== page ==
The opening race of the season is sure to be an emotional one for the 22-year-old, with the status of Schumacher Snr. still shrouded in mystery, following his skiing accident back in December 2013.

Possessing all the familiar raw driving ability, Schumacher’s addition to the grid will add a unique flavour to racing, and though his Russian teammate looks to be somewhat of a loose cannon, the former’s progress in his debut season will be watched with eager eyes.

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Away from Haas, the other recruit from the same proving grounds is Yuki Tsunoda, who was impressive in testing earlier this month, just days into his F1 career.

Finishing third behind both Schumacher and Callum Ilott last year in F2, the 20-year-old from Kanagawa is a bold selection choice for AlphaTauri, but one which could reap rewards.

Overtaking (or undertaking) Lando Norris as the youngest man in the paddock, Asian drivers have not been synonymous with success in the sport as a rule, but Tsunoda is showing high promise and will be one to watch in the midfield, even on opening race day.

 

…as an old flame returns

With the arrival of a throng of fresh blood, this season will be be nicely balanced with the return of one of the sport’s old flames, as Fernando Alonso returns to F1.

Three years on from driving what was thought to be the Spaniard’s last race at Yas Marina in 2018, the-now 39-year old joins his fourth F1 team, linking up with Esteban Ocon with Alpine Renault.

With the departure of Daniel Ricciardo for McLaren, the two-time FIA Hall of Famer and double world champion, has been lured back to add another year at least to his 17-year career, when he began with Minardi in 2001.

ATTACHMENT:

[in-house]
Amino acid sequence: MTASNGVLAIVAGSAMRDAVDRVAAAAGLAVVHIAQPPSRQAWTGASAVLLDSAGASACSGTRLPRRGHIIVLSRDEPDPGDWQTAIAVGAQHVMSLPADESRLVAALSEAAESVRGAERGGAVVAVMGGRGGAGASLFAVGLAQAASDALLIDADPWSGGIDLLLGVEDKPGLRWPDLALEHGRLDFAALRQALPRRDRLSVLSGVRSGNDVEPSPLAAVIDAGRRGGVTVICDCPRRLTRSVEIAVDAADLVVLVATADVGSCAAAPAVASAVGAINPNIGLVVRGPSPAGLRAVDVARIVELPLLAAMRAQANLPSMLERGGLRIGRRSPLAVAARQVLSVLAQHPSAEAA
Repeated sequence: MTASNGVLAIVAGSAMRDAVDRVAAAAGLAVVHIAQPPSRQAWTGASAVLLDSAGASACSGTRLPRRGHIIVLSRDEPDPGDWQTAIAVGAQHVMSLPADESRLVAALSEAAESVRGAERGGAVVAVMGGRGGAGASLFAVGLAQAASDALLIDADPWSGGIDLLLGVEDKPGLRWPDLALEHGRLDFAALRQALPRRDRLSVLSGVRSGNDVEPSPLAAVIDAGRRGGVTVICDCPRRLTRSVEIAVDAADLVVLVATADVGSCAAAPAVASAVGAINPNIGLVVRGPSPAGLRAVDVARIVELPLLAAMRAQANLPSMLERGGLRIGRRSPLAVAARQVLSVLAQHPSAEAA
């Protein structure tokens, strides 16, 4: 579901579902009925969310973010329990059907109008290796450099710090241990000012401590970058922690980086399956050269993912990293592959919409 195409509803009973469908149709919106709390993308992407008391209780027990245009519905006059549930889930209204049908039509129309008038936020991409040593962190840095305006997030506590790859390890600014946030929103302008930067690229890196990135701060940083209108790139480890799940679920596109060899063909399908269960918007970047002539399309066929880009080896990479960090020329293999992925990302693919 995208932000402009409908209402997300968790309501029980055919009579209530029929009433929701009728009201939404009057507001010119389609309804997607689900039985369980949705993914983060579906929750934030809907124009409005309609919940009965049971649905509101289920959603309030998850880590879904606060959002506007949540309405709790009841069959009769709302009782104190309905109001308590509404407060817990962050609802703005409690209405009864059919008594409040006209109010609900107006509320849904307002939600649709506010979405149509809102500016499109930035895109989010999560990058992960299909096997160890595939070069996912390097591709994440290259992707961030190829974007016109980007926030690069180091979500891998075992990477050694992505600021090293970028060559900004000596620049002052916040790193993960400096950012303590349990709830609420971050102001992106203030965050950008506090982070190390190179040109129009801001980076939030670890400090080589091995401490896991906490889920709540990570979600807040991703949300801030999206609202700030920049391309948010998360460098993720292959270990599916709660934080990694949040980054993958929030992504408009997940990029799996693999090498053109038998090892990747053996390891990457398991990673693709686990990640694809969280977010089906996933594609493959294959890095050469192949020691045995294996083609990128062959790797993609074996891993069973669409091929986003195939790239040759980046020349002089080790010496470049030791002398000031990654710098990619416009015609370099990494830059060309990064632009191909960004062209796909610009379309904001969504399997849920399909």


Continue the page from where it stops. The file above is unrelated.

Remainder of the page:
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In what will be his second stint with the French team, Alonso will hope to yield greater results on the track, to the ones he was getting with McLaren, between 2015 and 2019.

Whilst Alonso is regarded still as one of the best F1 drivers to date, the veteran however, may find life in the fast lane has changed. As the paddock looks to be the most competitive and highly-charged in years, Alonso may have to grit his teeth this term.

 

Bold new era

F1 will see no less than three new faces into the paddock this year, but 2021 will also see a sizeable shake-up in personnel across the board, after the biggest domino effect of drivers in recent years.

Headlined by the return of Alonso, Ferrari, McLaren, and newly branded Aston Martin – formerly Racing Point – will have a very different make up this campaign. Indeed, only three teams of the ten competing will have the same line-ups on the grid as 2020.

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Of the newly-monikered teams, Lawrence Stroll‘s Aston Martin outfit could catch the most headlines, as son Lance Stroll becomes racing buddy to Sebastian Vettel, although friendship may be in short supply from the German, after a nightmare farewell campaign with Ferrari.

On the subject of Scuderia, Charles Leclerc will look to steer the Prancing Horse away from an unexpectedly difficult 2020 campaign, and with Carlos Sainz Jr. as teammate, the famous Italian red could bounce back emphatically.

There is however, remaining concerns over Ferrari’s rapid deficit growth in pace loss.

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It is McLaren perhaps, that look best set to break into the top three manufacturers for the first time since their previous heyday, and after a strong end to last year, Ricciardo could combine with Norris to make boss Zak Brown a very happy man.

Last year’s return to racing in the midst of the pandemic trailblazed the path for many sports to make their own return, and though concerns remain for the start of the new season again, there is much excitement for the new campaign.

With wholesale aerodynamic changes set to come into force in 2022, the start of next season should see the ushering in of more exciting races, but even before then, the ingredients are there for the coming season, to be an equally fascinating ride.

 

The 2021 Formula 1 season begins this weekend, at the Bahrain International Circuit in Sakhir.